I’ve been sober for 6 years 4 months now, and I would like to “Share” some of my experience and knowledge of the journey so far.

When I arrived in AA I was on bail from the Crown Court, and I was uneducated, had no employability skills or experience, and was in a real bad way, emotionally & mentally. I felt lost, afraid & alone, and couldn’t stop drinking.

I was offered the solution to my life problems in AA, and I followed the process through. As the result I had a spiritual awakening, and was transformed. Within a few months I was recovered from my alcoholism, and was set on a path to a new life.

Quickly I engaged back in with society, and set out on a pursuit for education. 4 years later, I graduated from university with a full education. I found part-time employment whilst at Uni, and engaged with full-time work after graduation.

All through College & Uni, I stuck to my 12 step programme, rigorously. I never let up on the spiritual programme of action, which had saved my life, at all.

I was very active in my meetings, step 11 fellowships, and fully engaged with education. I was on firm spiritual ground, and life was amazing.

The Big Book warns us about complacency and resting on our laurels, and that we are heading for trouble if we do.

As time has gone by, life has filled up- I have got more responsibilities in my life, the longer I have been sober. I got a girlfriend 2 years 7 months ago, and have found full-time employment with increasing demands and responsibilities.

Belief in the power of God, plus enough willingness, honesty and humility to establish and maintain the new order of things, were the essential requirements. (BB pg. 13-14)

From my own experience I can see how I have started to ease up on the rigorous programme of action. The Power of my spiritual experience transformed me utterly, and has enabled me to get to where I am today, and I must never forget where I have come from.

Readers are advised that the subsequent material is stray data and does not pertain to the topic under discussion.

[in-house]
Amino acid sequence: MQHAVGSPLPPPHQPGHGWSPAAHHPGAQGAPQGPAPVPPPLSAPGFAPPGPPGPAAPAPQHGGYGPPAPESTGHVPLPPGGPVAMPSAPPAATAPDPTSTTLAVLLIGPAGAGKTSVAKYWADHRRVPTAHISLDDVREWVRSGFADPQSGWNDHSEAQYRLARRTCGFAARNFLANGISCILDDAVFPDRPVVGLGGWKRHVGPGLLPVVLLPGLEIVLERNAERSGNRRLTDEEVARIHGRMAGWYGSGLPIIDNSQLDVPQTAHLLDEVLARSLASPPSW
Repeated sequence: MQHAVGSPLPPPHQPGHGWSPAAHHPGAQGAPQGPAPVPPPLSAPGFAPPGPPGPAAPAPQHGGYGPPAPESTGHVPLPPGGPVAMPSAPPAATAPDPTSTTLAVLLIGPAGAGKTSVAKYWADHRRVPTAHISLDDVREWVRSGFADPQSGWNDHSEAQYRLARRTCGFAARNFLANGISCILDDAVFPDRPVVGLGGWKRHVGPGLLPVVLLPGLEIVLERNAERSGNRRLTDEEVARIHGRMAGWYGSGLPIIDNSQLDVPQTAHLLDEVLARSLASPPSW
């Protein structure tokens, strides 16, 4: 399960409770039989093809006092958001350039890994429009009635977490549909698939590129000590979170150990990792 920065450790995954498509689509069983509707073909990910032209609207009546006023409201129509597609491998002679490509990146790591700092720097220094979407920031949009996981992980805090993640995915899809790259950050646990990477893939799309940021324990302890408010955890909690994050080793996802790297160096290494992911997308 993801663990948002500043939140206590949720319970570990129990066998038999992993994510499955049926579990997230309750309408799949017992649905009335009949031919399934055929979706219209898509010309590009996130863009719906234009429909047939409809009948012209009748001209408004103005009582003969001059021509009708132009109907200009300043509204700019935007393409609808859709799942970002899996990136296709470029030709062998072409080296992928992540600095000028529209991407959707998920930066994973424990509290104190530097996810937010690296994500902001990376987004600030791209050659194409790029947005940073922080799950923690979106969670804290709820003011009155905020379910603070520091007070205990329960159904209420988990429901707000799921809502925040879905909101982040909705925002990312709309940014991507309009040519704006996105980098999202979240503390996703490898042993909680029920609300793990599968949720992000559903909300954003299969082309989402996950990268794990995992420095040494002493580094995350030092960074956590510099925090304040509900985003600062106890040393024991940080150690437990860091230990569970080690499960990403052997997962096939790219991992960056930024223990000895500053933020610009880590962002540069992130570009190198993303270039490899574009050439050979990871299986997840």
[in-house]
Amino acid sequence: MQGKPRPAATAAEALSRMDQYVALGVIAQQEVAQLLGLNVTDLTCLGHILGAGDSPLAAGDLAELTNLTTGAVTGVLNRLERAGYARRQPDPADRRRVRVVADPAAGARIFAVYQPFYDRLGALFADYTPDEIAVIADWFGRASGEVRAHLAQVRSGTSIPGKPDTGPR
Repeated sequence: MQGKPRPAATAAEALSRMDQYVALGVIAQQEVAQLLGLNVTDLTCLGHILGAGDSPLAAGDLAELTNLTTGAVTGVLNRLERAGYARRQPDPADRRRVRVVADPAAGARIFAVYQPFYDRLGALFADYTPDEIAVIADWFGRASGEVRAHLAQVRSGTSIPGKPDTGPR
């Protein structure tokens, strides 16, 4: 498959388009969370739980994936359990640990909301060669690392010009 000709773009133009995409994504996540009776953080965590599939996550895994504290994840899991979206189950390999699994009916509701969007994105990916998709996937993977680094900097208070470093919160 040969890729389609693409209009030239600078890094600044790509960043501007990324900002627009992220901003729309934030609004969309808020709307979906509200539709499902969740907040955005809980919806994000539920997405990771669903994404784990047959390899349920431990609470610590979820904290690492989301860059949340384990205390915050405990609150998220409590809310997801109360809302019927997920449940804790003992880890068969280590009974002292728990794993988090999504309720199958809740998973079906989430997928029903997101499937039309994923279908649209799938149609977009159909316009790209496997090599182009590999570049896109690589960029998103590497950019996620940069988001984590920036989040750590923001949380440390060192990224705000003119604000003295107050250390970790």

The pamphlet “Is there an alcoholic in your life?” talks about a bridge to normal living and I can testify that that is my experience now. I’m no longer an outcast, living on the fringes of society. I’m a respectable member of society, a law-abiding citizen! A Graduate, an employee, a boyfriend, I’m a busy productive person, living a good quality of life.

However, I must never forget that I am an ALCOHOLIC. I’m a recovered alcoholic, a member of A.A.
As time has gone by, to my own shame, I have seen myself slowly, but surely ease up on the spiritual actions of A.A. I have eased up on what has gotten me to where I am today. I can see in hindsight how I am beginning to get complacent.

I have by no means, stopped doing A.A. I still have a home group, a sponsor, a service position, I still have all my AA literature, I go to meetings, share, try to pass on the message to newcomers and all the essential stuff, but not to the level I used to!

My daily programme of action has started to ease up; not spending much time on my morning quiet time, not doing my inventory regularly enough, not speaking to my sponsor regularly enough, not helping newcomers as eagerly as before, lack of quality step 11. I can see the complacency creeping in to my life!

We are not cured of alcoholism; we have a daily reprieve contingent on the maintenance of our spiritual condition.

I suppose I do feel like I am cured, and that I am okay now. Because my life is stable, and things are fine. However, I am still very much in infancy, in terms of long-term sobriety. I hear of people of all stages in their recovery, relapsing back in to active alcoholism, people 10 years and more drinking again, because they thought they were cured, that they were ‘okay’.

It helps a lot to be in a strong home group with activists, because they keep me keeping on at times. I thought that I was above people because of my spiritual awakening, that I was head & shoulders above the rest. But I know now the real test, is the test of time. To maintain our programme over the long haul!

I am still very very inspired, and A.A.-orientated, but life has crept in. I must continuously make a new resolves, to redouble my efforts, and strive to do more 12 step A.A. action, to practice the spiritual principles in all my affairs.  

I really can see how I have become complacent, and I know I must treat this very seriously, lest, ultimately, I pay the price with a spree.

I love A.A. and what it has done to my life, and above all I aspire to be a good A.A.

I have written this article to raise awareness on the subject of complacency, and to spur myself on to get back to the heights I have known, to stop being lazy with my programme, and getting too much in the ‘comfort’ zone.  Because overall, I know with conviction, that the 12 step spiritual way, is the only real rewarding way for me!

Jamie, Road to Recovery Group, Plymouth, May 2012